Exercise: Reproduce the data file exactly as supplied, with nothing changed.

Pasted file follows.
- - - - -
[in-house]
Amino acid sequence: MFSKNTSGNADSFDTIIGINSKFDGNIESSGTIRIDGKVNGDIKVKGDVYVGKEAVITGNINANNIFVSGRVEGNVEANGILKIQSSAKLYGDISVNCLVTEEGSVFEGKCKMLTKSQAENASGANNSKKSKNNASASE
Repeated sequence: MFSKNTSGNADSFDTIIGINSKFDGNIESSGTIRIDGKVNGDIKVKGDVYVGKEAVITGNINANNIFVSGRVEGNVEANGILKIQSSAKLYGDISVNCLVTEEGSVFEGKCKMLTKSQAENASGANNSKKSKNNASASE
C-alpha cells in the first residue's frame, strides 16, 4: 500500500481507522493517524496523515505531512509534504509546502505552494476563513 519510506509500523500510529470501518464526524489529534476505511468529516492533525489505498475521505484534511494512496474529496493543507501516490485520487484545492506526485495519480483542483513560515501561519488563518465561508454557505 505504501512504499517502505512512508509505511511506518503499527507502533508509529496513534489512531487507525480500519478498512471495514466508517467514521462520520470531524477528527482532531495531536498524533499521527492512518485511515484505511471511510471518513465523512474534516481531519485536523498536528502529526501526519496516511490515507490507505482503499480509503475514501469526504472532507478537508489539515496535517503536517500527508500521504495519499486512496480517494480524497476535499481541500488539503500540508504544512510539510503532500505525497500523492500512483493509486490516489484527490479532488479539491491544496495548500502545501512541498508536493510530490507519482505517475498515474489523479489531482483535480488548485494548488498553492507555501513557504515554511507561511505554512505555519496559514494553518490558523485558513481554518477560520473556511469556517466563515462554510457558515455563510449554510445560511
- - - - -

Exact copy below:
[in-house]
Amino acid sequence: MFSKNTSGNADSFDTIIGINSKFDGNIESSGTIRIDGKVNGDIKVKGDVYVGKEAVITGNINANNIFVSGRVEGNVEANGILKIQSSAKLYGDISVNCLVTEEGSVFEGKCKMLTKSQAENASGANNSKKSKNNASASE
Repeated sequence: MFSKNTSGNADSFDTIIGINSKFDGNIESSGTIRIDGKVNGDIKVKGDVYVGKEAVITGNINANNIFVSGRVEGNVEANGILKIQSSAKLYGDISVNCLVTEEGSVFEGKCKMLTKSQAENASGANNSKKSKNNASASE
C-alpha cells in the first residue's frame, strides 16, 4: 500500500481507522493517524496523515505531512509534504509546502505552494476563513 519510506509500523500510529470501518464526524489529534476505511468529516492533525489505498475521505484534511494512496474529496493543507501516490485520487484545492506526485495519480483542483513560515501561519488563518465561508454557505 505504501512504499517502505512512508509505511511506518503499527507502533508509529496513534489512531487507525480500519478498512471495514466508517467514521462520520470531524477528527482532531495531536498524533499521527492512518485511515484505511471511510471518513465523512474534516481531519485536523498536528502529526501526519496516511490515507490507505482503499480509503475514501469526504472532507478537508489539515496535517503536517500527508500521504495519499486512496480517494480524497476535499481541500488539503500540508504544512510539510503532500505525497500523492500512483493509486490516489484527490479532488479539491491544496495548500502545501512541498508536493510530490507519482505517475498515474489523479489531482483535480488548485494548488498553492507555501513557504515554511507561511505554512505555519496559514494553518490558523485558513481554518477560520473556511469556517466563515462554510457558515455563510449554510445560511